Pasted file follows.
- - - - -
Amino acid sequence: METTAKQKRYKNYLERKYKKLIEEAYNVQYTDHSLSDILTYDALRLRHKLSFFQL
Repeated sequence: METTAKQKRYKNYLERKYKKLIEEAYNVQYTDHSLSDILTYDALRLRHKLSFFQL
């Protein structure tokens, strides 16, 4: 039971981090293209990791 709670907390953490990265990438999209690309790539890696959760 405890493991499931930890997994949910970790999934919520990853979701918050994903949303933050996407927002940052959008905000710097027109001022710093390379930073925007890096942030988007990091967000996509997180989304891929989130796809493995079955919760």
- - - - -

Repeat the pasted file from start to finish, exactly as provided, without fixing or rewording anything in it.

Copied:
Amino acid sequence: METTAKQKRYKNYLERKYKKLIEEAYNVQYTDHSLSDILTYDALRLRHKLSFFQL
Repeated sequence: METTAKQKRYKNYLERKYKKLIEEAYNVQYTDHSLSDILTYDALRLRHKLSFFQL
């Protein structure tokens, strides 16, 4: 039971981090293209990791 709670907390953490990265990438999209690309790539890696959760 405890493991499931930890997994949910970790999934919520990853979701918050994903949303933050996407927002940052959008905000710097027109001022710093390379930073925007890096942030988007990091967000996509997180989304891929989130796809493995079955919760």